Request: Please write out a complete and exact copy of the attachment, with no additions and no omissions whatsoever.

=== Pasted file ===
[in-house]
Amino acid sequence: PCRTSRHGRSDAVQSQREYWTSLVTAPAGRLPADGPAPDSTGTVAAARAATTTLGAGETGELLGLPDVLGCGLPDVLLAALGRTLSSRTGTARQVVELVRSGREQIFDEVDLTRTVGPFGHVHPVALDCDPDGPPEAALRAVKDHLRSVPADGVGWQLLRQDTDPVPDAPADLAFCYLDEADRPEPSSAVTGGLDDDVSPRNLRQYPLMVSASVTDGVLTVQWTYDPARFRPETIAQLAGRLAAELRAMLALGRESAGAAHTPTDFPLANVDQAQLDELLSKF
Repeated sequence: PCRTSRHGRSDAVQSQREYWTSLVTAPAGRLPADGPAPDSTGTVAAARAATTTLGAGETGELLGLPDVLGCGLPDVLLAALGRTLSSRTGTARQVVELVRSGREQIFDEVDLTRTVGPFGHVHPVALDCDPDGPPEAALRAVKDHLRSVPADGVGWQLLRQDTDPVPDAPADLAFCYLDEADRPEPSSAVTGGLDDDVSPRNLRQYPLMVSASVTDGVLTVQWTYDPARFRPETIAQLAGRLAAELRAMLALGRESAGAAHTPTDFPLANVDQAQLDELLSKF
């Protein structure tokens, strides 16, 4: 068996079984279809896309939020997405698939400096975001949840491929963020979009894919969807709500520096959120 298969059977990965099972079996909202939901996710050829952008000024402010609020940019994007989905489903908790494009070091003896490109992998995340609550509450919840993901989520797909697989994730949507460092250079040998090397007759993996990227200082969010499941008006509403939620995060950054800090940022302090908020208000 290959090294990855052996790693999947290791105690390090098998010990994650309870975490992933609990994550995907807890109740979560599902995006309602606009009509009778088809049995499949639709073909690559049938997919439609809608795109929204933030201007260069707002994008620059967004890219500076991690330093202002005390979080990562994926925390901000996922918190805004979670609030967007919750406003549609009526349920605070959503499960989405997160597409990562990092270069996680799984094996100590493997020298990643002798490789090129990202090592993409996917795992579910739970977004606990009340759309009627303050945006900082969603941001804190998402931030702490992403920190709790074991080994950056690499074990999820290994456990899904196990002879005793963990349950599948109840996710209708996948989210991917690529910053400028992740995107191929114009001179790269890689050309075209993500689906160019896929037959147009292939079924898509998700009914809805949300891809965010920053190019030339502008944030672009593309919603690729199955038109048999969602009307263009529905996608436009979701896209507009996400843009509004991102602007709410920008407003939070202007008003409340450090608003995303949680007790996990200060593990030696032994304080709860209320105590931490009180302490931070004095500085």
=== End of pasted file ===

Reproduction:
[in-house]
Amino acid sequence: PCRTSRHGRSDAVQSQREYWTSLVTAPAGRLPADGPAPDSTGTVAAARAATTTLGAGETGELLGLPDVLGCGLPDVLLAALGRTLSSRTGTARQVVELVRSGREQIFDEVDLTRTVGPFGHVHPVALDCDPDGPPEAALRAVKDHLRSVPADGVGWQLLRQDTDPVPDAPADLAFCYLDEADRPEPSSAVTGGLDDDVSPRNLRQYPLMVSASVTDGVLTVQWTYDPARFRPETIAQLAGRLAAELRAMLALGRESAGAAHTPTDFPLANVDQAQLDELLSKF
Repeated sequence: PCRTSRHGRSDAVQSQREYWTSLVTAPAGRLPADGPAPDSTGTVAAARAATTTLGAGETGELLGLPDVLGCGLPDVLLAALGRTLSSRTGTARQVVELVRSGREQIFDEVDLTRTVGPFGHVHPVALDCDPDGPPEAALRAVKDHLRSVPADGVGWQLLRQDTDPVPDAPADLAFCYLDEADRPEPSSAVTGGLDDDVSPRNLRQYPLMVSASVTDGVLTVQWTYDPARFRPETIAQLAGRLAAELRAMLALGRESAGAAHTPTDFPLANVDQAQLDELLSKF
């Protein structure tokens, strides 16, 4: 068996079984279809896309939020997405698939400096975001949840491929963020979009894919969807709500520096959120 298969059977990965099972079996909202939901996710050829952008000024402010609020940019994007989905489903908790494009070091003896490109992998995340609550509450919840993901989520797909697989994730949507460092250079040998090397007759993996990227200082969010499941008006509403939620995060950054800090940022302090908020208000 290959090294990855052996790693999947290791105690390090098998010990994650309870975490992933609990994550995907807890109740979560599902995006309602606009009509009778088809049995499949639709073909690559049938997919439609809608795109929204933030201007260069707002994008620059967004890219500076991690330093202002005390979080990562994926925390901000996922918190805004979670609030967007919750406003549609009526349920605070959503499960989405997160597409990562990092270069996680799984094996100590493997020298990643002798490789090129990202090592993409996917795992579910739970977004606990009340759309009627303050945006900082969603941001804190998402931030702490992403920190709790074991080994950056690499074990999820290994456990899904196990002879005793963990349950599948109840996710209708996948989210991917690529910053400028992740995107191929114009001179790269890689050309075209993500689906160019896929037959147009292939079924898509998700009914809805949300891809965010920053190019030339502008944030672009593309919603690729199955038109048999969602009307263009529905996608436009979701896209507009996400843009509004991102602007709410920008407003939070202007008003409340450090608003995303949680007790996990200060593990030696032994304080709860209320105590931490009180302490931070004095500085």